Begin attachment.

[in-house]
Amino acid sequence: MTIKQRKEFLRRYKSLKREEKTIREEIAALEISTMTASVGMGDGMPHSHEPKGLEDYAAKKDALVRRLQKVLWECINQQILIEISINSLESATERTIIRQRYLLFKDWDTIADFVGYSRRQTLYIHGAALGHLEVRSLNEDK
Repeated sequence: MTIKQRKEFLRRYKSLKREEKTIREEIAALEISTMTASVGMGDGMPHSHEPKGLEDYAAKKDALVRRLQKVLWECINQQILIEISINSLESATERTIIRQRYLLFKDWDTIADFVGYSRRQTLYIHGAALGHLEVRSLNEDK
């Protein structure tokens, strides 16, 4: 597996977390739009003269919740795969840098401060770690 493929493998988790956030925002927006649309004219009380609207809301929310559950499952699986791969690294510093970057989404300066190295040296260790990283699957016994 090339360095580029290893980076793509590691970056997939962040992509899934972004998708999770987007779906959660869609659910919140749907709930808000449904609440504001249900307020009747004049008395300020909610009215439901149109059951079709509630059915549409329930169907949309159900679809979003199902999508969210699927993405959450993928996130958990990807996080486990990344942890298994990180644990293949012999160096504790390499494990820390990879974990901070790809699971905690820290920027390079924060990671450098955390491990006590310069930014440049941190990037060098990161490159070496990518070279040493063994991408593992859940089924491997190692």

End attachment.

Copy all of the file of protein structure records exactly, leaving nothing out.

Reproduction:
[in-house]
Amino acid sequence: MTIKQRKEFLRRYKSLKREEKTIREEIAALEISTMTASVGMGDGMPHSHEPKGLEDYAAKKDALVRRLQKVLWECINQQILIEISINSLESATERTIIRQRYLLFKDWDTIADFVGYSRRQTLYIHGAALGHLEVRSLNEDK
Repeated sequence: MTIKQRKEFLRRYKSLKREEKTIREEIAALEISTMTASVGMGDGMPHSHEPKGLEDYAAKKDALVRRLQKVLWECINQQILIEISINSLESATERTIIRQRYLLFKDWDTIADFVGYSRRQTLYIHGAALGHLEVRSLNEDK
């Protein structure tokens, strides 16, 4: 597996977390739009003269919740795969840098401060770690 493929493998988790956030925002927006649309004219009380609207809301929310559950499952699986791969690294510093970057989404300066190295040296260790990283699957016994 090339360095580029290893980076793509590691970056997939962040992509899934972004998708999770987007779906959660869609659910919140749907709930808000449904609440504001249900307020009747004049008395300020909610009215439901149109059951079709509630059915549409329930169907949309159900679809979003199902999508969210699927993405959450993928996130958990990807996080486990990344942890298994990180644990293949012999160096504790390499494990820390990879974990901070790809699971905690820290920027390079924060990671450098955390491990006590310069930014440049941190990037060098990161490159070496990518070279040493063994991408593992859940089924491997190692």